Lovink is a good “network barometer”, a measuring device in his own right, who captures significant themes being debated, even if not always within academia. And I say that as a good thing.
Lovink’s style of defending the work of concepts and theory but steering clear of stuffy academic language and managerial games, of investigating global trajectories without buying into neoliberal globalization speak, and investing so much into perspectives that stay close to code and technology without reducing his work into techy-geekyness is always a good combo.
Networks Without a Cause works it’s way through the current crisis of social media and the public sector, including universities, and provides insights into the managerial cultures that combines both. Of course, these are two different kinds of crisis; Social Media companies are perhaps not in the financial crisis as the public sector, but in a state where their stance towards security, surveillance and privacy is being increasingly questions; and well, public sector both being pressed by the cuts and austerity programs as well as the managerial attitude creeping into a range of institutions. Hailing the liberatory effects of Social Media is just, well, naïve in the age when no user is probably unaware of the surveillance and business logics of such proprietary platforms. Similarly, Lovink picks up on the crisis of theory in universities, or more specifically a take on media studies’ role in current educational landscape.
For a media studies scholar, the chapter (see also a piece co-written with Ned Rossiter) is a tough read – but thoroughly enjoyable! I found a weird sense of satisfaction reading it, despite disagreeing on points; something about the provocation was to me spot on, in terms of placing media studies as part of the managerial drive in current universities – and UK is an especially apt case. While noting the running down of Arts and Humanities worldwide, Lovink picks up on media studies as “an academic genre [that] sprang out of the heads of education consultants and bureaucrats and blended into unrelated departments and intellectual cultures, in order to scale-up output.” (83) In other words, while registering the birth of media studies as a jumbled together mixed bag of variety of disciplines from film to theatre, cultural studies to new media studies, Lovink continues the argument as one related to theory. On the one hand, a “neutering” of innovative theory that has become a mechanical mode of application (“watching Heroes with Zizek in our favorite interpassive mode, flowing through the national libraries with Castells, understanding Google a la Deleuze, or interpreting Twitter via Butler?”); on the other hand, academic theory becoming only a means towards the end of managerially controlled research output exercises.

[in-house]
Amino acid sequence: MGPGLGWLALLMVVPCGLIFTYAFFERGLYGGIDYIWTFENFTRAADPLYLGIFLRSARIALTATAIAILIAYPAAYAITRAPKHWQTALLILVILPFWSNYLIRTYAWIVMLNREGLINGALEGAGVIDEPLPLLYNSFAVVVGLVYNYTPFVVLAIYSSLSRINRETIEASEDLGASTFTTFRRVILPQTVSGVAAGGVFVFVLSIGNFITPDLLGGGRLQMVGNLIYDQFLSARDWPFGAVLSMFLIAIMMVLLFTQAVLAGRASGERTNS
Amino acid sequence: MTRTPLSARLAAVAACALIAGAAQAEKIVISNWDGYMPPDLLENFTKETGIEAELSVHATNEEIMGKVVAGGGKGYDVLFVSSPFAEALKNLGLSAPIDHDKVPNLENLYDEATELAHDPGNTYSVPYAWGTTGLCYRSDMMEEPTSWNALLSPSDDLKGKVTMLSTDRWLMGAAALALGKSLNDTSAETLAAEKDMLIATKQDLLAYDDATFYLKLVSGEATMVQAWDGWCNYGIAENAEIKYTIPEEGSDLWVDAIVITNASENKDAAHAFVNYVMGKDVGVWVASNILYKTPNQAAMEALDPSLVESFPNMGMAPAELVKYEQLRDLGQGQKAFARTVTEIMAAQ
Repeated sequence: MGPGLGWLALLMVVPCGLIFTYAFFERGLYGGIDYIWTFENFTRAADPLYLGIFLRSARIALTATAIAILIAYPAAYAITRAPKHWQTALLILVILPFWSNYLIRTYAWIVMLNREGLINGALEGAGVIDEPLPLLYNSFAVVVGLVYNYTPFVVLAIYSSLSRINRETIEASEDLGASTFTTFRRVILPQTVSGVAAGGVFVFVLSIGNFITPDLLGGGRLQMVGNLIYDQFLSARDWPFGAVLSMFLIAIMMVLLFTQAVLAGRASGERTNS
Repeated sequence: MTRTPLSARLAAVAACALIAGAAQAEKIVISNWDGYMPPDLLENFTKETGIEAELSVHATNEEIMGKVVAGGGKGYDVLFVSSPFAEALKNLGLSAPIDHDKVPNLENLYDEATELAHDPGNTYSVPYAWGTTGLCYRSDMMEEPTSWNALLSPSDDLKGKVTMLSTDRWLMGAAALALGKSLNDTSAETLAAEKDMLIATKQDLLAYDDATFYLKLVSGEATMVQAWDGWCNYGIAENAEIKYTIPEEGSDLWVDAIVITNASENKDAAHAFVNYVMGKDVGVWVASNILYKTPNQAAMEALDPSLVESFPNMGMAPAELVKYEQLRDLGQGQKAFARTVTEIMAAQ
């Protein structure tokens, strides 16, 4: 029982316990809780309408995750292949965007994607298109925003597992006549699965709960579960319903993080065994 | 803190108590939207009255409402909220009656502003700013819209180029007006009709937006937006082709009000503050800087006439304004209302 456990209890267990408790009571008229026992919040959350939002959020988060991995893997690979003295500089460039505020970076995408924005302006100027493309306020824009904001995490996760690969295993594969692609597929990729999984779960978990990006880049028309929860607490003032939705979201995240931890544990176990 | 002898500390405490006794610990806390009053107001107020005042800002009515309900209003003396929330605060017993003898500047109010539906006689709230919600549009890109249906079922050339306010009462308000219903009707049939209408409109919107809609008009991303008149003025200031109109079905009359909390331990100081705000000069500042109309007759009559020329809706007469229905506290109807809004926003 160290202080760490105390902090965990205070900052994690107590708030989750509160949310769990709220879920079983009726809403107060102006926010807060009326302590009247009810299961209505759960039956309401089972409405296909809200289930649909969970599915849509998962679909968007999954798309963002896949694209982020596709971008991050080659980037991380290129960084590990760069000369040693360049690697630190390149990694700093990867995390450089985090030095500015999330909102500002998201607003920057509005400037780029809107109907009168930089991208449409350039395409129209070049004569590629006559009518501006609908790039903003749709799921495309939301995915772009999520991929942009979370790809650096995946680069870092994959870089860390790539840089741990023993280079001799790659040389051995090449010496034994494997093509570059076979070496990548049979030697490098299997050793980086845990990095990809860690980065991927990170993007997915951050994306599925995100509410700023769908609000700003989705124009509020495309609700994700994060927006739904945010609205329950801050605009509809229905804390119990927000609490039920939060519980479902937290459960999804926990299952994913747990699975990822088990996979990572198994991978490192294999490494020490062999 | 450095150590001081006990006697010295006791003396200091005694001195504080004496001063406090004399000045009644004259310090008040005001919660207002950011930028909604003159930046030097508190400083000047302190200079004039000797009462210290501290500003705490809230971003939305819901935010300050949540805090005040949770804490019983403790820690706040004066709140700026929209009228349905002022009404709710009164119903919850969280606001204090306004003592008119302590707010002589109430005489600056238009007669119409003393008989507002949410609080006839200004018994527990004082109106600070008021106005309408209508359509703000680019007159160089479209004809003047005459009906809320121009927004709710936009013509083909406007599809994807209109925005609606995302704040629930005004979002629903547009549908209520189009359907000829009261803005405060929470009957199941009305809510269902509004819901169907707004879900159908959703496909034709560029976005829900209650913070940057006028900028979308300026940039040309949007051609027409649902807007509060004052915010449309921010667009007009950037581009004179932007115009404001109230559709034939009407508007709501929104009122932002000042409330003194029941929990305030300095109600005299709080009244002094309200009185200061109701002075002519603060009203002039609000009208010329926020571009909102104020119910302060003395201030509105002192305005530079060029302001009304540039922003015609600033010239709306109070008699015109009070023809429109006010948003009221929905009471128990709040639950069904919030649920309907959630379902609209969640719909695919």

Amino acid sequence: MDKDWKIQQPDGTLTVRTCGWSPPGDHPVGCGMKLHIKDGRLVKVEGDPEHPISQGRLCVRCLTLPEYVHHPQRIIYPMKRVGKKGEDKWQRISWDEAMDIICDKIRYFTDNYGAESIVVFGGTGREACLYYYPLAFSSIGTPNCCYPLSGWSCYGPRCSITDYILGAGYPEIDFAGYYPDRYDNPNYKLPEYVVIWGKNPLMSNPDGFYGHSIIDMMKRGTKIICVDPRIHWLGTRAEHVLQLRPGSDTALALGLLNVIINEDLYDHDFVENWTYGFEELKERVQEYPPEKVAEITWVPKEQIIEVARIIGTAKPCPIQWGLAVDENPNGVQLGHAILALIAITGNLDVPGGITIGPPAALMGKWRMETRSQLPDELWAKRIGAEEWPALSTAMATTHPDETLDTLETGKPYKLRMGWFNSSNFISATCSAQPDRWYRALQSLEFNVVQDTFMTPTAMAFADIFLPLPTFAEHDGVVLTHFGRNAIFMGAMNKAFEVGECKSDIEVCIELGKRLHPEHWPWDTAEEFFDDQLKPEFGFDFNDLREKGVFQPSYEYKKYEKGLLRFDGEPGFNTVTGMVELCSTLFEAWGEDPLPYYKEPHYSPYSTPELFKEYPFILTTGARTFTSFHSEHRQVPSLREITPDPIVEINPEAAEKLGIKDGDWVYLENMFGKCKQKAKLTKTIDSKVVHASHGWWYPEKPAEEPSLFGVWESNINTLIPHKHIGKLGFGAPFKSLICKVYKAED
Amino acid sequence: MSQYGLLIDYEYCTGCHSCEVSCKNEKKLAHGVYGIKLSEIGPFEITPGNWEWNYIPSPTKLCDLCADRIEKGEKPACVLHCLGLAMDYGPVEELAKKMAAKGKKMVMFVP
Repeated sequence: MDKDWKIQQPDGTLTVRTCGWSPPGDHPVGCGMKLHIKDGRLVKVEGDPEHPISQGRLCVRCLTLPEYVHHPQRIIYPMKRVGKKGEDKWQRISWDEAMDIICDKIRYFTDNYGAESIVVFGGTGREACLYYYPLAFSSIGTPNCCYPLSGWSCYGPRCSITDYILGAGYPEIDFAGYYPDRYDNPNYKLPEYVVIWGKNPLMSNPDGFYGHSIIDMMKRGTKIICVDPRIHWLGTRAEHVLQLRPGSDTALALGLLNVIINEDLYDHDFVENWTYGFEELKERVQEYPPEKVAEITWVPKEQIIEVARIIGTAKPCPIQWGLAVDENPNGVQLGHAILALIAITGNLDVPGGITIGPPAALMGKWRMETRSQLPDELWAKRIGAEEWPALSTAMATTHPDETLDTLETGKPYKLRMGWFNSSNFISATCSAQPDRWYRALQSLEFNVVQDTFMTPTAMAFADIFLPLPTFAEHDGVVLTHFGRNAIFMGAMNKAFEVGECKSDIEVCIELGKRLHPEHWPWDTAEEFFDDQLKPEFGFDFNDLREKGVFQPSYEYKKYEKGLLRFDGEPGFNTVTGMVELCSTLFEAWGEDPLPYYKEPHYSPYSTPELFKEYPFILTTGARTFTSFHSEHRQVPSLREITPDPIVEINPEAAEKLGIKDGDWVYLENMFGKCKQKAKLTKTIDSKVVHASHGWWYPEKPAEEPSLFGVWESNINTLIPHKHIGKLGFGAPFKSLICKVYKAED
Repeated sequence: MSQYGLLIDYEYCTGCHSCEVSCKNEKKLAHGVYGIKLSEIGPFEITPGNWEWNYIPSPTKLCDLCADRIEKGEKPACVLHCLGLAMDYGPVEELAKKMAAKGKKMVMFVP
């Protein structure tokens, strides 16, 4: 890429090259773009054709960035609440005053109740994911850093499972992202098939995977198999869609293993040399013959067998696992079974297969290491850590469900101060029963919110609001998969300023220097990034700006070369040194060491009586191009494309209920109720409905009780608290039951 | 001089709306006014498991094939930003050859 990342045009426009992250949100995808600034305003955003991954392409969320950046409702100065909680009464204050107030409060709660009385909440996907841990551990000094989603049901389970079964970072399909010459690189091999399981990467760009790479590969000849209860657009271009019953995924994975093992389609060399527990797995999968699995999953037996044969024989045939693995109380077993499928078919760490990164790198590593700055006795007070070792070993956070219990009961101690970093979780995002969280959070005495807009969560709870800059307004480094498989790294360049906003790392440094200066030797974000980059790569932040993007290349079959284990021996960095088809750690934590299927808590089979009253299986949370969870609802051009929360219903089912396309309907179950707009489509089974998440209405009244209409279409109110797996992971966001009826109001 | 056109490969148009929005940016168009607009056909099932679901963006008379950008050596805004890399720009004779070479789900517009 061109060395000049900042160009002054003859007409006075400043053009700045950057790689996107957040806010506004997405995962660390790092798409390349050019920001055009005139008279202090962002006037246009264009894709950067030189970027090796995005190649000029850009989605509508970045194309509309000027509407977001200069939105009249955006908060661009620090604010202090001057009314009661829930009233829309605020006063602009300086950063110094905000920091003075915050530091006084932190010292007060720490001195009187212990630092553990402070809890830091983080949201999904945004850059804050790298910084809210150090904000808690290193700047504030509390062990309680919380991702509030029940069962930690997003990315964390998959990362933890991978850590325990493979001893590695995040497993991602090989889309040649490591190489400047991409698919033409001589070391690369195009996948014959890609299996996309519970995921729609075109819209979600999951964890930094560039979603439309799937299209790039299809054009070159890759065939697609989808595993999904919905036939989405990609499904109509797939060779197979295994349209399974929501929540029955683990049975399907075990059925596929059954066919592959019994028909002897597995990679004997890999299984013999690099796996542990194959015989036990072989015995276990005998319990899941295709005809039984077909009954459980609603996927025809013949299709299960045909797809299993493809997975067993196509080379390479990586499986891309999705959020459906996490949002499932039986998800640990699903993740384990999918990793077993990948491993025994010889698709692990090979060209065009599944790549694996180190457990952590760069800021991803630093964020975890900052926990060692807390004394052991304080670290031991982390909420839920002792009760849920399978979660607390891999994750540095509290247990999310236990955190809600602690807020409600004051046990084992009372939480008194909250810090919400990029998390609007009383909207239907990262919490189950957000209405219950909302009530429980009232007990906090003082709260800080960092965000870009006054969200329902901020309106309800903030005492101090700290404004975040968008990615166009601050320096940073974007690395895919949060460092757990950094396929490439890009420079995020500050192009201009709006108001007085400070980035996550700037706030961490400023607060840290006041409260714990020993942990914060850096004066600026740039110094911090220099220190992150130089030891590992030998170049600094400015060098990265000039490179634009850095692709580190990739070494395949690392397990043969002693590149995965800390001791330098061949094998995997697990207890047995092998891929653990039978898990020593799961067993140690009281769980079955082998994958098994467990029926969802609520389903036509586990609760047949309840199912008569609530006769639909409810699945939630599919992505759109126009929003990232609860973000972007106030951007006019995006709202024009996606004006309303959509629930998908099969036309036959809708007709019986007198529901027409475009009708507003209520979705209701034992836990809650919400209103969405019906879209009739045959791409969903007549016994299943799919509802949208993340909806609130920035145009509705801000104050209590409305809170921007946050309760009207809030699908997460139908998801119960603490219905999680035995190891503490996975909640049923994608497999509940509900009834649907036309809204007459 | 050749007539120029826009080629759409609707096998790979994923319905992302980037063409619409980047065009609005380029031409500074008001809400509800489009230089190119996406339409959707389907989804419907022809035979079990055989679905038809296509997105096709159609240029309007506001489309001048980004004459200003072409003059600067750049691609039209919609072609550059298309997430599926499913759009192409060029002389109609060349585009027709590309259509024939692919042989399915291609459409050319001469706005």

Yet, one could object – and should. As Michael Goddard noted on Facebook, where does this place then such fields as Media Ecology (after Matt Fuller) or Media Archaeology, which I also would claim is not only a look backwards to the old media studies groundings in television, radio or visual culture? Furthermore, whereas institutional settings in our discplines such as media are becoming threatened by admin culture, media studies scholars are happy to carry the legacy foward and come up with extra-institutional and other innovative settings for theory work and critique — read for instance Mirko Tobias Schäfer’s recent thoughts on tactics of going rogue. Another objection might be raised when Lovink quotes Lev Manovich, and Manovich’s critique of 1960s-1980s theory that has lost its relevance “because commercial culture and computers today run on many principles of this theory – from irony and the self-referentiality of advertising to ‘rhizomatic’ networks. So to use many of these theoretical concepts is to state the obvious.”
Manovich has a nice point here of the recursive nature with which earlier critical theory has turned part of the advertising folks toolkit. To a large extent, that can be seen true, but also we need to be aware that a very uninspiring and loose use of for instance notions like “rhizome” in 1990s cyberculture studies does not equate into it being completely part and parcel with the network condition. That a lot of Anglo-American adaptation of French philosophy for instance produced a range of misreadings and reliance in such notions of distributed nature, rhizomes, irony etc. is not exactly the same as assuming that a misplaced metaphor suddenly determined the state of new media. Such a stance would just validate bad theory. We need to be able to really read theory – and understand where theory turns rotten, uninspiring, and badly applied; not just dismiss it altogether that easily and uncritically.